What connects Holyoke, Massachusetts, with floods in Australia, and explosions in La Preciosa, Colombia? The answer is coal.
As the January flood waters subsided in Australia the governor of the state of Victoria, medical researcher Professor David de Kretser, pointed the finger directly at climate change. Referring to the spate of record-breaking climate events de Kretser commented “everyone says this week [is a] one in 100, one in 200 years [event] but they are happening pretty much more frequently now.”
Australia’s Greens went further, connecting a few more dots between coal-burning, ocean temperatures, and flooding. In the months preceding the floods record heat had warmed the seas off northern Australia leading to increased evaporation and rainfall, explained the Greens. Then, pointing out that coal is a major contributor to climate change, party leader Senator Bob Brown called on the coal-mining companies to pick up the tab for the flood recovery and other climate-related disasters via a 40% surtax on their profits.
“We know that climate change is due to the burning of fossil fuels, primarily coal,” said Brown. “I’ve called on the Australian Government to ensure that the tax on super profits on the coal industry [should] be levied in full to help the country pay for future flood, bushfire and drought disasters caused by climate change.”
There is no sign that the Australian government will adopt Senator Brown’s proposal, which is hardly surprising in view of the fact that last year when the Prime Minister, Labor’s Kevin Rudd, tried to impose the same tax the mining companies spent $20 million to defeat him. Mr. Rudd is now the former Prime Minister, by the way.
But the floods have certainly had an impact on the availability – and, therefore, the price – of coal. Because flooding inundated so many coal mines and railroads in Australia, the price of coal rose 4.5% in the first week of January. Rising coal prices were good news for mining companies like the one that owns La Preciosa mine in northeastern Colombia, where management has long been cutting corners on safety measures. An explosion (the second in four years) tore through the mine at La Preciosa on Wednesday, January 26, killing 21 mineworkers. Today (Tuesday, February 1) another blast killed five more miners, this time at La Escondida coal mine, north of Bogota, Colombia.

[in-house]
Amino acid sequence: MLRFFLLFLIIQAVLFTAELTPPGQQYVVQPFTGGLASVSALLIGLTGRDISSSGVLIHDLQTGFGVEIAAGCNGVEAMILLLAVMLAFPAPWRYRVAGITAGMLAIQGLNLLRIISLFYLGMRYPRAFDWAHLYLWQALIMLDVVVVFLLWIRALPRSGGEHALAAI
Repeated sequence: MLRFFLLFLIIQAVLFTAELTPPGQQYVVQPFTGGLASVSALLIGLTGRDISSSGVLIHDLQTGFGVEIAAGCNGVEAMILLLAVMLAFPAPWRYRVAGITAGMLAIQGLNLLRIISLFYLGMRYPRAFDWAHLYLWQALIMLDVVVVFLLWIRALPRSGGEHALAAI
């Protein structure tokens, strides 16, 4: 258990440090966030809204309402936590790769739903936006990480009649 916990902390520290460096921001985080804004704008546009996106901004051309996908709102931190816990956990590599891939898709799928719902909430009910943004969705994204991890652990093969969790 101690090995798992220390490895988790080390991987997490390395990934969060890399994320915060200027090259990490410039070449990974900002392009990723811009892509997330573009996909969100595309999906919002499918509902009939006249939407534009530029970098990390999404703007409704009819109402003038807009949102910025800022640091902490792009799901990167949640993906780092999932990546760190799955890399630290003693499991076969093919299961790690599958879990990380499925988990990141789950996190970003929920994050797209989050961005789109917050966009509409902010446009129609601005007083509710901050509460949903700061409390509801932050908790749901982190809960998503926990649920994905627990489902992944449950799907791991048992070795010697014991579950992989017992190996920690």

Last year, more than 100 Colombian coal-miners died at work. Just five weeks into 2011, the death toll already stands at 26. Other than the ties that bind us all together as humans, what do these deaths in Colombia have to do with us in Massachusetts? The connector is coal: The coal we burn at Mount Tom, Holyoke, comes from Colombia.
How does the coal get from Colombia to Massachusetts? Helpfully, the Wall Street Journal provides the names of the major companies that own coal mines in Colombia. One of them is BHP Billiton, an Australian company that dedicated $4 million to crushing Kevin Rudd’s surtax proposal. BHP Billiton’s shares were up 0.8% today. Others include Xstrata (up 1.26%) and Anglo American (also up by more than 1%).
As connect-the-dots puzzles go, this one is not very elaborate. GDF Suez imports Colombian coal from companies like BHP Billiton. It burns the coal in power stations like Mount Tom, Holyoke. A lackadaisical approach to workplace safety in Colombia leads to the deaths of miners, and a cavalier attitude to climate safety leads to floods in Australia. What are the common factors joining the Australian and Colombian tragedies? We are. And we are doing something about it.
Let’s ponder the dots connecting our Massachusetts campaign for climate justice to the floods in Australia and the struggle for workers’ rights in Colombia. When we join the dots together and look at the picture, we see that ours is a just cause.
If you want to take action right now and do something to stop GDF Suez burning coal at Mount Tom, sign this petition in support of the Act to Phase Out Coal-Burning in Massachusetts. The proposed law would force power companies to move beyond coal, either by retiring their coal-burning plants or repowering them to run on cleaner energy.
Will signing an online petition fix the problem? No. But it's one step. And if you would like to do more, let me know: email email@example.com.